The Organisation of Petroleum Exporting Countries [OPEC] may again cut oil production, the chief executive officer of Pioneer Natural Resources, Scott Sheffield has said.

Speaking at a Goldman Sachs Conference in Miami on Thursday, Sheffield said “Saudi is not going to let Brent stay around $75 a barrel,” adding that it wouldn’t surprise him “if they had another cut.”

He believes that oil futures will stay in backwardation going forward, because “there is no liquidity in the market”. No one is hedging, Sheffield said, so there’s nothing to bring up the forward prices.

As for where Pioneer’s CEO sees oil headed, Sheffield sees the $80 a barrel mark as the base, with an upside of $150.

Also Read: Saudi Arabia Energy Minister Says OPEC Predictions Are Market Based, Not Political

Back in the United States, Sheffield sees production from U.S. shale’s most prolific basin, the Permian, eventually hitting 7 million barrels per day. But after reaching this volume, it will plateau, with only Chevron, Pioneer, and Conoco having the ability to produce upwards of a million barrels per day of oil equivalent in the Permian by 2030.

This, however, will be achieved with flat—or declining—rig counts as services prices run at what Sheffield feels is an untenable high.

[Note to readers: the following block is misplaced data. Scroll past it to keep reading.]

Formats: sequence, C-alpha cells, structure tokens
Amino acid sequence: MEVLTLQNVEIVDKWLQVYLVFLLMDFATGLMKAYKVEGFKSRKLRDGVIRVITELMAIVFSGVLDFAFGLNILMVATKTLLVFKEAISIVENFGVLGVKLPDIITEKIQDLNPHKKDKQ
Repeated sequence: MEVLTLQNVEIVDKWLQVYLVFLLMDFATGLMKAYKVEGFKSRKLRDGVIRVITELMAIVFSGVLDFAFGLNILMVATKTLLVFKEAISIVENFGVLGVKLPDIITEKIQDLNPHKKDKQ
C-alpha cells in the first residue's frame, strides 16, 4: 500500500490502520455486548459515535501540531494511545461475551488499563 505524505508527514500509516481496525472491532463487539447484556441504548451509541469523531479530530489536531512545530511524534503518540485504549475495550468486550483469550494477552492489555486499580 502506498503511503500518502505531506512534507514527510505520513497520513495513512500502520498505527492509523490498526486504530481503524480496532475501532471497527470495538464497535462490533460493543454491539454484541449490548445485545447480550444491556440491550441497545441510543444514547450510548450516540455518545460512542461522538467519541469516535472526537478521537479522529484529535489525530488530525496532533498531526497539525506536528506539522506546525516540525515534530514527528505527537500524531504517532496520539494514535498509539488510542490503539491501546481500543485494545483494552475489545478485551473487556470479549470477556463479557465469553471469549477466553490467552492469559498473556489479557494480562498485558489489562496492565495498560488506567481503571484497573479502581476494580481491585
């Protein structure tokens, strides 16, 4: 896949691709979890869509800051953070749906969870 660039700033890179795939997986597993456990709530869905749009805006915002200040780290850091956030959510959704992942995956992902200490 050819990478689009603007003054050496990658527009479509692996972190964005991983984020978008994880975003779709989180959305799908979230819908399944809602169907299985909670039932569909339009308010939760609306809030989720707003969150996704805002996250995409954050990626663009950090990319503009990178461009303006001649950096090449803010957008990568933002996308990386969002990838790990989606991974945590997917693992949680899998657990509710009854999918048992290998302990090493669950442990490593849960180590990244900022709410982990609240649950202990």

BMO Capital Markets said last month that more than two-thirds of the Permian’s premium land has already been drilled, leaving oil companies to look for permits beneath Midland.

World Oil cited unknown analysts that projected the Permian could plateau within five years, with Permian’s two main zones pumping less oil per foot drilled in each new well.

Also Read: 2023: OPEC+ Will Focus On Reducing Market Volatility, While Achieving Stability

According to research firm Enverus, U.S. shale—carried mostly by the Permian—has provided 90% of the United States’ oil production growth over the last ten years. This slowdown in U.S. crude oil production and the prospect that U.S. shale can no longer respond quickly to changing market conditions has emboldened OPEC.

The group led by Saudi Arabia likely now feels that it can keep prices elevated without a production response from the United States, Bank of America said last month.

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